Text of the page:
Mission Could Seek Out Spock's Home Planet

May 10, 2007
Mission Could Seek Out Spock's Home Planet
Artist's concept comparing our sun's habitable zone with that of 40 Eridani.

Science fiction may soon become science fact. Astronomers at NASA's Jet Propulsion Laboratory have recently concluded that the upcoming planet-finding mission, SIM PlanetQuest, would be able to detect an Earth-like planet around the star 40 Eridani, a planet familiar to "Star Trek" fans as "Vulcan." 40 Eridani, a triple-star system 16 light-years from Earth, includes a red-orange K dwarf star slightly smaller and cooler than our sun. Vulcan is thought to orbit that dwarf star, called 40 Eridani A.

When pondering the idea that SIM might be able to detect Vulcan, astronomer Dr. Angelle Tanner at Caltech had two questions: Can a planet form around 40 Eridani A? Can SIM detect such a planet?

She consulted a planetary theorist, Dr. Sean Raymond of the University of Colorado, Boulder. "Since the three members of the triple star system are so far away from each other [hundreds of astronomical units - the Earth-Sun distance], I see no reason why an Earth-mass planet would not be able to form around the primary star, 40 Eridani A," he said.

If Vulcan life were to exist on the planet, the orbit of the planet would have to lie in a sweet spot around the star where liquid water could be present on its surface. Water is an essential ingredient for any organism to live long and prosper. For 40 Eridani A, this spot, or "habitable zone," is 0.6 astronomical units from the star. That means Vulcans would get to celebrate a birthday about every six months.

The SIM PlanetQuest instrument will be so accurate, it could measure the thickness of a nickel at a distance from Earth to the moon. Using a set of mathematical models based on Newton's Laws, Tanner was able to conclude that SIM would be able to definitively determine whether there is an Earth-mass planet orbiting in the habitable zone around 40 Eridani A, and could also determine its orbit.

This is quite an exciting prospect, since NASA's Terrestrial Planet Finder mission, planned for launch after SIM, would not only be able to take a rudimentary "picture" of the planet, but also could search for signatures of life such as methane and ozone

When asked what life would be like on Vulcan, Tanner speculated that the inhabitants might be pale. "A K dwarf star emits its light at wavelengths which are a bit redder compared to those from the sun, so I wonder whether it's harder to get a tan there," she said.

The results of Tanner's simulations will be submitted for publication in the Publications of the Astronomical Society of the Pacific.

Source: NASA

Explore further: Astronomers discover likely precursors of galaxy clusters we see today

Related Stories

Follow the radio waves to exomoons, astrophysicists say

Aug 11, 2014

Scientists hunting for life beyond Earth have discovered more than 1,800 planets outside our solar system, or exoplanets, in recent years, but so far, no one has been able to confirm an exomoon. Now, physicists ...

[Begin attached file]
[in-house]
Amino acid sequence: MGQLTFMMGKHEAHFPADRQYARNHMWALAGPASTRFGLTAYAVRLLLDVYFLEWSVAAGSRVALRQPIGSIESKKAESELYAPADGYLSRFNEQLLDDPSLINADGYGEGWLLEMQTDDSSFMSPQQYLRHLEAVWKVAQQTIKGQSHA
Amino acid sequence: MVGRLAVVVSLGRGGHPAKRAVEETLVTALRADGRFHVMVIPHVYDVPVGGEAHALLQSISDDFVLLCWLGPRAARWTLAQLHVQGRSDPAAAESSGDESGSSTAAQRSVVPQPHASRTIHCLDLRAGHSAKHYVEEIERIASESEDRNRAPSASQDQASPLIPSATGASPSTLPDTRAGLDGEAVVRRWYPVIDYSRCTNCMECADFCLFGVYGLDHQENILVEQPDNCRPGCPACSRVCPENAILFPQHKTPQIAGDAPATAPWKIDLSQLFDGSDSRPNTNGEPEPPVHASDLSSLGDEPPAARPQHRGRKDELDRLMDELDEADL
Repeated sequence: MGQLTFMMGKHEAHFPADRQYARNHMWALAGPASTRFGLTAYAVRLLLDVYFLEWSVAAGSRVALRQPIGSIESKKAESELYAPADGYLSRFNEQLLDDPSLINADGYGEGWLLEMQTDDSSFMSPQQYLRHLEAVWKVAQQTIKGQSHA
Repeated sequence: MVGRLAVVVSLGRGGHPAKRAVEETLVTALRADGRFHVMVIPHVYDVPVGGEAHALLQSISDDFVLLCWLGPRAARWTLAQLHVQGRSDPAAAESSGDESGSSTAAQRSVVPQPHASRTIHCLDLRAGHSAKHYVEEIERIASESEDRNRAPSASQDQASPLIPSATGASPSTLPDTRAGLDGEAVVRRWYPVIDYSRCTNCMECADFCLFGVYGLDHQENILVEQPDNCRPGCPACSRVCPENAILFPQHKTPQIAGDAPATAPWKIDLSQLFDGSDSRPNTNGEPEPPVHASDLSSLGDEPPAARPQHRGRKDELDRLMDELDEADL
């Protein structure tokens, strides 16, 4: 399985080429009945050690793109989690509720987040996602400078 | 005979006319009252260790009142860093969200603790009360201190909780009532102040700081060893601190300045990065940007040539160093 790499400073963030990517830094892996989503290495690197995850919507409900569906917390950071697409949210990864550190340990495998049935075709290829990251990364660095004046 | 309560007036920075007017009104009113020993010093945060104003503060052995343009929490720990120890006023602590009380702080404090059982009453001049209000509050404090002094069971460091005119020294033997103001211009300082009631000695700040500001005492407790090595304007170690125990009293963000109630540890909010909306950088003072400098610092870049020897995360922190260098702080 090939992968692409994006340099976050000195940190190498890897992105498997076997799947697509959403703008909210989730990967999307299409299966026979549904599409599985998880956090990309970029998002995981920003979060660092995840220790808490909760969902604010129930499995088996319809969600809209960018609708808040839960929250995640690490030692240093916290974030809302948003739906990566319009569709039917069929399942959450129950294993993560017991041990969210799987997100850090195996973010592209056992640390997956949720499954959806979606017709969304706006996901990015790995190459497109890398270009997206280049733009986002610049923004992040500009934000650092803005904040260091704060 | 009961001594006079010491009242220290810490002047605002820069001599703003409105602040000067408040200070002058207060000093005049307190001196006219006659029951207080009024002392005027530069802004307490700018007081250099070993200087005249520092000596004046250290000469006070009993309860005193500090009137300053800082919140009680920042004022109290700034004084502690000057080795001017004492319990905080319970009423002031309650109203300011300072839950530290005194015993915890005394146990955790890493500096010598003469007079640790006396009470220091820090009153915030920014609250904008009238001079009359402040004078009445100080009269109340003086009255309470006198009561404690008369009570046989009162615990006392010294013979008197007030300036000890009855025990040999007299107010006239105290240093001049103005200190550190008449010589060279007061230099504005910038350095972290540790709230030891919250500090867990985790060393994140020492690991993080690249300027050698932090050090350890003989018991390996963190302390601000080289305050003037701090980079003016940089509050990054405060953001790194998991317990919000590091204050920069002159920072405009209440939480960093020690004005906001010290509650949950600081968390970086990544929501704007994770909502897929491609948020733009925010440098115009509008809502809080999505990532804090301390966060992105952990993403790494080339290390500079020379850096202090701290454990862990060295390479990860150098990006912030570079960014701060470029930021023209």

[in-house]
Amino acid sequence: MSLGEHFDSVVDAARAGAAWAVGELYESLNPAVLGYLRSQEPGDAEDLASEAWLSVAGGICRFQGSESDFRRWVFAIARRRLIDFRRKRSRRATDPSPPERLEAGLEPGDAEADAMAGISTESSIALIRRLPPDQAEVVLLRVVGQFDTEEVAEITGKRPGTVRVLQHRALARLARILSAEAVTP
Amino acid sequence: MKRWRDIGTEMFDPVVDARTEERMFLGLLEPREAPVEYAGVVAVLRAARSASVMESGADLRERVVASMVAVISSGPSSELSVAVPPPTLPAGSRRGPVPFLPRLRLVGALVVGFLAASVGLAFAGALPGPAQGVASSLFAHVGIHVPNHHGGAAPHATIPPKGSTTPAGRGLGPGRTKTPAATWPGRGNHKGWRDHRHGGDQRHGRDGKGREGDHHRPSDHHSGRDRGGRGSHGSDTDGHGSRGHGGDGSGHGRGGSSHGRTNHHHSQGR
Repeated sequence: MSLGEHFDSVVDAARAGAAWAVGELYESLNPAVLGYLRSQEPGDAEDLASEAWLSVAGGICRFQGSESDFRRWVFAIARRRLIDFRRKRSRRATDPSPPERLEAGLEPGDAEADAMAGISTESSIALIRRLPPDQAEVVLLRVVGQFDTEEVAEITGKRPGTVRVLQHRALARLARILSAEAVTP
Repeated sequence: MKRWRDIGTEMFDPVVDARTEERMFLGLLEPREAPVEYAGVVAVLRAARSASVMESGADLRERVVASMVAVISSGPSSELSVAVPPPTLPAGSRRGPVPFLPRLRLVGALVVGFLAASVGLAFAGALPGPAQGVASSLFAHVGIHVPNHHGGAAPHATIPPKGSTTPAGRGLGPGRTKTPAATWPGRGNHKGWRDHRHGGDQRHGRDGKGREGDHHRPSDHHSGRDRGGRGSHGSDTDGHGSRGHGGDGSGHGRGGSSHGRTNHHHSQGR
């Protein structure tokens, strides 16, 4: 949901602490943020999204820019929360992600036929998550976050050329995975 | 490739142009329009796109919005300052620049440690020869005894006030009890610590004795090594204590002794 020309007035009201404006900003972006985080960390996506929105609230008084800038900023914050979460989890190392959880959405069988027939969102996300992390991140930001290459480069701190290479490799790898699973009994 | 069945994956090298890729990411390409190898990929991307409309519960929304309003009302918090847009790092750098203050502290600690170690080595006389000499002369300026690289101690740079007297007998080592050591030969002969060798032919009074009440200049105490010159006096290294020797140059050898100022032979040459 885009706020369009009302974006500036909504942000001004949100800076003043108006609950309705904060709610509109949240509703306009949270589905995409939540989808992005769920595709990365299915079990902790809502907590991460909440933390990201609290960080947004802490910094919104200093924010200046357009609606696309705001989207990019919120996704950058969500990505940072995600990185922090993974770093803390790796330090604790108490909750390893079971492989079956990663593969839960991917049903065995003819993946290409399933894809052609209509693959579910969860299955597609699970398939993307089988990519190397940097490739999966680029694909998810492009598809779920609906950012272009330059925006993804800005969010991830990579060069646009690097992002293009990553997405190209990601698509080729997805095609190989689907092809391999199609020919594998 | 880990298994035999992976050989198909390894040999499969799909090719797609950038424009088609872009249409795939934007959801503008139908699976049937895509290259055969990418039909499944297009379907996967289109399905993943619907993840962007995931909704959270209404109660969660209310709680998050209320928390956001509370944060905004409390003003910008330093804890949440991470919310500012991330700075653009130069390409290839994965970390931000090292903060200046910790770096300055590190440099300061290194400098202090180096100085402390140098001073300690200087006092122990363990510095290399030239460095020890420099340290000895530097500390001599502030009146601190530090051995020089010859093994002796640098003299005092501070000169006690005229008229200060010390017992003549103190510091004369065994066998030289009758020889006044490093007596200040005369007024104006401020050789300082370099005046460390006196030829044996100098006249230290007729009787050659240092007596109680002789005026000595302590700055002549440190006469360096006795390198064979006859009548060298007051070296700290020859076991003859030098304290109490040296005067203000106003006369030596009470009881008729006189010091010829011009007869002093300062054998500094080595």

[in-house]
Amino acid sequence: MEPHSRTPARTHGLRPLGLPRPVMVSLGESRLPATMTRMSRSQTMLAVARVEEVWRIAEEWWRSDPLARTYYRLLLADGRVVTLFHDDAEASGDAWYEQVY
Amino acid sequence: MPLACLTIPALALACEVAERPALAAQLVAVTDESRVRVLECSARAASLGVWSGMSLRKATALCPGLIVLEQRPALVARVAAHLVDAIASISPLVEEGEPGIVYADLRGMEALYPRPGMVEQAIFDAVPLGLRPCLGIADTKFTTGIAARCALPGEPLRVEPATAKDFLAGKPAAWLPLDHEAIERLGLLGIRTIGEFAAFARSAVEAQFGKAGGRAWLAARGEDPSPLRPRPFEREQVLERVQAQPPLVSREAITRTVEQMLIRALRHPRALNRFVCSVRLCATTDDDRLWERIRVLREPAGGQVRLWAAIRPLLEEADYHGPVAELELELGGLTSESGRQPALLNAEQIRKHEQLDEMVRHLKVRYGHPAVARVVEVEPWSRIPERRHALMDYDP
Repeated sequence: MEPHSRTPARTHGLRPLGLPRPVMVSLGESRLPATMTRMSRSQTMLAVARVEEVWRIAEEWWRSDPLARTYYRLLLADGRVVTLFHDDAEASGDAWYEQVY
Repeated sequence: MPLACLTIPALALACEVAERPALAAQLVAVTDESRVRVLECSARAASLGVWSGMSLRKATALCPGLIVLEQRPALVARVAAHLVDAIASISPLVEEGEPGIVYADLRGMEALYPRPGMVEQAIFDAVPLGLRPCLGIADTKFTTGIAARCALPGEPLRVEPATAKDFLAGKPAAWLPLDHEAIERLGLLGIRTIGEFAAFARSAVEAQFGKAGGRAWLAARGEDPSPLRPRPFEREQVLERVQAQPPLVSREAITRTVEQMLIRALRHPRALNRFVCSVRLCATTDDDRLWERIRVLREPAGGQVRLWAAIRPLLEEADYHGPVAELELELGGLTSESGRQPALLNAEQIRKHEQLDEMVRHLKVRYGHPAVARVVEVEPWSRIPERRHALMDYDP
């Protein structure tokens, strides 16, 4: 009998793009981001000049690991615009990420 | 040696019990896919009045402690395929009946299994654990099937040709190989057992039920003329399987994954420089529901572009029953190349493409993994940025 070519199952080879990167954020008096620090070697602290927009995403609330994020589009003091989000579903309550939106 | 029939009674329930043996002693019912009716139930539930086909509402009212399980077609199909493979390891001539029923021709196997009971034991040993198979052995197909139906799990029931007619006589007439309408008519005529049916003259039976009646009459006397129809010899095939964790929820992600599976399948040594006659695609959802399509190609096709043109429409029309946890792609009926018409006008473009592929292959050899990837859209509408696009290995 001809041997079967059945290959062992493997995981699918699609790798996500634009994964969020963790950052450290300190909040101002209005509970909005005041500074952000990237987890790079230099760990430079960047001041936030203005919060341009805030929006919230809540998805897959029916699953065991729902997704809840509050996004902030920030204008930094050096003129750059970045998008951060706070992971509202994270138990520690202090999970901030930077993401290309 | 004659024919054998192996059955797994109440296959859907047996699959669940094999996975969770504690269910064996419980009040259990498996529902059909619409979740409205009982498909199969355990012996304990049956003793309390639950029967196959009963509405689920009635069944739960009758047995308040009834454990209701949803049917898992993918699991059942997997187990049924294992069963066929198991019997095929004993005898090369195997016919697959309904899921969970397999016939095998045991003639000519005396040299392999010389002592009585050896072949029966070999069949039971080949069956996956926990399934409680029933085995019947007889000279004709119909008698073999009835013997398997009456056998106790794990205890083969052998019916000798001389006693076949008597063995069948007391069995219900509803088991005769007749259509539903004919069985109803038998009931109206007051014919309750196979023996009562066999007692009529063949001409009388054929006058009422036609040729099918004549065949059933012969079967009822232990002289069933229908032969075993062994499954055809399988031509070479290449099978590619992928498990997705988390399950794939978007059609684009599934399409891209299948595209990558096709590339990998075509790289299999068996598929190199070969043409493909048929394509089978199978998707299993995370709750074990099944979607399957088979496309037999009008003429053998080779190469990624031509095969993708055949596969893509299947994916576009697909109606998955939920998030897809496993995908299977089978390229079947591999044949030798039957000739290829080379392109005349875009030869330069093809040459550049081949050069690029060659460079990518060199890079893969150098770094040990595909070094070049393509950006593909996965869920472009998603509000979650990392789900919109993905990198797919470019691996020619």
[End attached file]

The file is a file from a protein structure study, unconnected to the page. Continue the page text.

Is calling E.T. a smart move?

Jan 29, 2010

In 2008, NASA beamed the Beatles song "Across the Universe" into deep space, sending a message of peace to any extraterrestrial who happens to be in the region of Polaris, also called the North Star, in 2439.

Solar System's Young Twin Has Two Asteroid Belts

Oct 27, 2008

(PhysOrg.com) -- Astronomers have discovered that the nearby star Epsilon Eridani has two rocky asteroid belts and an outer icy ring, making it a triple-ring system. The inner asteroid belt is a virtual twin ...

Recommended for you

Rocky planets may orbit many double stars

13 hours ago

Luke Skywalker's home in "Star Wars" is the desert planet Tatooine, with twin sunsets because it orbits two stars. So far, only uninhabitable gas-giant planets have been identified circling such binary stars, ...

Is the universe finite or infinite?

Mar 27, 2015

Two possiblities exist: either the Universe is finite and has a size, or it's infinite and goes on forever. Both possibilities have mind-bending implications.

'Teapot' nova begins to wane

Mar 27, 2015

A star, or nova, has appeared in the constellation of Sagittarius and, even though it is now waning, it is still bright enough to be visible in the sky over Perth through binoculars or a telescope.

Dark matter is darker than once thought

Mar 27, 2015

This panel of images represents a study of 72 colliding galaxy clusters conducted by a team of astronomers using NASA's Chandra X-ray Observatory and Hubble Space Telescope. The research sets new limits on ...

User comments : 0

Please sign in to add a comment. Registration is free, and takes less than a minute. Read more

Click here to reset your password.
Sign in to get notified via email when new comments are made.